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The Heath Anthology of American Literature, Fifth Edition
Paul Lauter, General Editor

Richard Rodriguez
(b. 1944)

Richard Rodriguez is probably the best-known Mexican American writer today, his fame propelling him to regular appearances on radio and television talk shows and even to the pages of People magazine. His essays have appeared in prestigious journals and newspapers such as the American Scholar and the Los Angeles Times. Rodriguez is also perhaps the most controversial of contemporary Latino authors, having been applauded by the political right, especially in his early career, for stands against affirmative action and bilingual education, and vilified by the left for precisely the same positions. In any event, Rodriguez commands attention for the thoughtfulness and craftsmanship of his prose and his willingness to take on provocative issues. Over the years, Rodriguez has become less susceptible to easy political categorization as his arguments have become more nuanced.

Rodriguez was born in San Francisco, the child of Mexican immigrants ambitious for their four children and eager for admission into the American middle class. The Rodriguezes soon moved to Sacramento and brought a “gaudy yellow” house among white bungalows “many blocks from the Mexican south side of town.” Sensitive and introspective, Richard began Catholic school armed with only a few words of English. As Rodriguez recalls in his autobiographical narrative, The Hunger of Memory, his movement through the American educational system to affluence and a certain celebrity was wrenching both to himself and to his parents. Quickly noticing Richard’s academic gifts, the nuns insisted that he speak English at home to accelerate his intellectual development, thereby opening a cultural chasm between boy and parents that only widens. Rodriguez observes that he had to choose between the “public identity” of the American mainstream and the “private identity” of his parents’ Mexican home, finally concluding that assimilation is a “necessity.” In Hunger of Memory, Rodriguez seems willfully ignorant that large immigration movements—like the one that brought his parents to the United States—typically create bi-directional acculturation, immigrants and native-born residents transforming and revitalizing one other. Furthermore, Rodriguez ignores the well-established fact that many—perhaps most—of us have rich and varied identities that allow us to function in a number of cultural settings.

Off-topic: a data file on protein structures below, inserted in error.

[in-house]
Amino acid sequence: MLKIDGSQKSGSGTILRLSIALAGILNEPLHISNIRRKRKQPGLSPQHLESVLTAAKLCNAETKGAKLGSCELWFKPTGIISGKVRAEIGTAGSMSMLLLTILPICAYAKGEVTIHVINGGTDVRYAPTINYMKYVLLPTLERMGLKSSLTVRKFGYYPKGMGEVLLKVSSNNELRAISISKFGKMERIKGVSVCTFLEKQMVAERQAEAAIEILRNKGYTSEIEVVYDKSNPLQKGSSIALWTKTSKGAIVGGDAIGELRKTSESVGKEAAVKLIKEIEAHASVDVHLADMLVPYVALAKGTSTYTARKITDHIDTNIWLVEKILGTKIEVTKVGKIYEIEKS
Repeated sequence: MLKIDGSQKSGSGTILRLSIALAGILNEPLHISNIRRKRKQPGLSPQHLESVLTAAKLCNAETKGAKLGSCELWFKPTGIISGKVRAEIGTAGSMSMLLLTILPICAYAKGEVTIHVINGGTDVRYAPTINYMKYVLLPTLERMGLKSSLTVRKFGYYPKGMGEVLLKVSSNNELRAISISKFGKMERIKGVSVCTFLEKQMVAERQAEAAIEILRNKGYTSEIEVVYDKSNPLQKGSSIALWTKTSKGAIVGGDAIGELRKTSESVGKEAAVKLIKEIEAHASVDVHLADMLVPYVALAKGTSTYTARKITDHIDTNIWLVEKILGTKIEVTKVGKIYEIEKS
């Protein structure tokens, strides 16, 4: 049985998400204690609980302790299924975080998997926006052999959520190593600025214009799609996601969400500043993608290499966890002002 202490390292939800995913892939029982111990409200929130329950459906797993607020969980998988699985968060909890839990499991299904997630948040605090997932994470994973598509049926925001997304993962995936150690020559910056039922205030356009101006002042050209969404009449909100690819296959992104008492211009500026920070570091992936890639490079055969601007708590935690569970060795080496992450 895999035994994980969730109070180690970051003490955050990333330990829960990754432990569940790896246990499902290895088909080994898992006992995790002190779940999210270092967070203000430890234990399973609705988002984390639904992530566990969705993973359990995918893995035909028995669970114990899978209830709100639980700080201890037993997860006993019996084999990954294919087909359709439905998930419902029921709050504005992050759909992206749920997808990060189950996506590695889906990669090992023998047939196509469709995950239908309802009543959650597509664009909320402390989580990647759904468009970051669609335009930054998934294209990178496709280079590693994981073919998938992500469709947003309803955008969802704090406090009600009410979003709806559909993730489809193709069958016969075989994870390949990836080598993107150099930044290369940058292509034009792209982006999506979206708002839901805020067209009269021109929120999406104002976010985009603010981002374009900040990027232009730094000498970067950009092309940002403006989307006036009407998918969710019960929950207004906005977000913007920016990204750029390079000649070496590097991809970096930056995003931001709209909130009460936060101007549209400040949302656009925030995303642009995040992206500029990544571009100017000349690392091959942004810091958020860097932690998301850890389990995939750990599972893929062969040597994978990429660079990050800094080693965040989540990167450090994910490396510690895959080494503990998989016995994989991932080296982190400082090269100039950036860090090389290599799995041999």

In Days of Obligation, Rodriguez blends autobiographical explorations with musings on such topics as Mexican history and character, the California missions, and the AIDS epidemic. Sprawling and sometimes opaque, Days of Obligation nonetheless reveals a more mature Rodriguez, uncomfortable with some of the facile conclusions of Hunger of Memory. Here, very much aware of his mortality, Rodriguez wishes to understand his parents’ cultural heritage, which earlier he had been all-too-willing to jettison. Hunger of Memory ends with a family Christmas dinner at which Rodriguez and his father have almost nothing to say to each other; in Days of Obligation, we seen Rodriguez throughout beseeching his parents for more information about Mexico and their lives there.

The selection reproduced in the book comes from the chapter “Complexion” in Hunger of Memory. Rodriguez treats the complex of attitudes he encountered because of his dark skin: from his family, from Anglo outsiders, from himself. One of Rodriguez’s virtues as a writer of autobiography is to reveal honestly his insecurities, even in connection with such difficult issues as his adolescent sexuality.

Raymund A. Paredes
University of California, Los Angeles

In the Heath Anthology
from The Hunger of Memory (1982)

Other Works

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A View from the Melting Pot: An Interview with Richard Rodriguez
Transcripts of a radio interview with Scott London for Insight and Outlook.

PBS Online Newshour: Off Camera
Texts of Rodriguez's award-winning essays on American life.

Remarks of Richard Rodriguez
A speech given by Rodriguez for the Convocation on Providing Public Library Service to California’s 21st Century Population.
An archive of Rodriguez's many essays for

The New, New World
An interview conducted by Virginia I. Postrel and Nick Gillespie, primarily about culture and assimilation.

Secondary Sources

Antonio C. Marques, "Richard Rodriguez's Hunger of Memory and the Poetics of Experience," Arizona Quarterly, 40 (Summer 1948): 130-141

Raymund A. Paredes, "Autobiography and Ethnic Politics: Richard Rodriguez's Hunger of Memory" in James Payne, ed., Multicultural Autobiography, 1992

Tomas Rivera, Richard Rodriguez' Hunger of Memory as Humanistic Antithesis," MELUS, 11 (Winter 1984): 5-12